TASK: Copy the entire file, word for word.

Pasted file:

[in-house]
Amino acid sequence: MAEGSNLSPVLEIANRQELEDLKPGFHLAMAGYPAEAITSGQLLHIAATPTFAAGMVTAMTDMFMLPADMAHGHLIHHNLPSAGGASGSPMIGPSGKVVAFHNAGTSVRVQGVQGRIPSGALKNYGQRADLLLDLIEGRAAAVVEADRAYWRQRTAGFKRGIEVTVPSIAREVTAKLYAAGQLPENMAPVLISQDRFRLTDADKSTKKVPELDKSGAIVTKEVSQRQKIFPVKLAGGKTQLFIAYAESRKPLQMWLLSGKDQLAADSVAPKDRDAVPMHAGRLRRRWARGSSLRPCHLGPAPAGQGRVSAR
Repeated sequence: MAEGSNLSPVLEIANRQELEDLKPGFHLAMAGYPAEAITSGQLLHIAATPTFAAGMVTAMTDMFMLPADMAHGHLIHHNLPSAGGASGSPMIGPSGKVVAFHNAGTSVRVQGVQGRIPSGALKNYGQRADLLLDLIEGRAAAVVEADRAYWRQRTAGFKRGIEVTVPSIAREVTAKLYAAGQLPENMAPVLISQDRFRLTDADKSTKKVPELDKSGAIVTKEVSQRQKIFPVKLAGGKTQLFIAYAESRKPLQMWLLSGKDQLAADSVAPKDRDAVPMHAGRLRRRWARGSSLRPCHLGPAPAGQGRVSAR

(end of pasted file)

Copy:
[in-house]
Amino acid sequence: MAEGSNLSPVLEIANRQELEDLKPGFHLAMAGYPAEAITSGQLLHIAATPTFAAGMVTAMTDMFMLPADMAHGHLIHHNLPSAGGASGSPMIGPSGKVVAFHNAGTSVRVQGVQGRIPSGALKNYGQRADLLLDLIEGRAAAVVEADRAYWRQRTAGFKRGIEVTVPSIAREVTAKLYAAGQLPENMAPVLISQDRFRLTDADKSTKKVPELDKSGAIVTKEVSQRQKIFPVKLAGGKTQLFIAYAESRKPLQMWLLSGKDQLAADSVAPKDRDAVPMHAGRLRRRWARGSSLRPCHLGPAPAGQGRVSAR
Repeated sequence: MAEGSNLSPVLEIANRQELEDLKPGFHLAMAGYPAEAITSGQLLHIAATPTFAAGMVTAMTDMFMLPADMAHGHLIHHNLPSAGGASGSPMIGPSGKVVAFHNAGTSVRVQGVQGRIPSGALKNYGQRADLLLDLIEGRAAAVVEADRAYWRQRTAGFKRGIEVTVPSIAREVTAKLYAAGQLPENMAPVLISQDRFRLTDADKSTKKVPELDKSGAIVTKEVSQRQKIFPVKLAGGKTQLFIAYAESRKPLQMWLLSGKDQLAADSVAPKDRDAVPMHAGRLRRRWARGSSLRPCHLGPAPAGQGRVSAR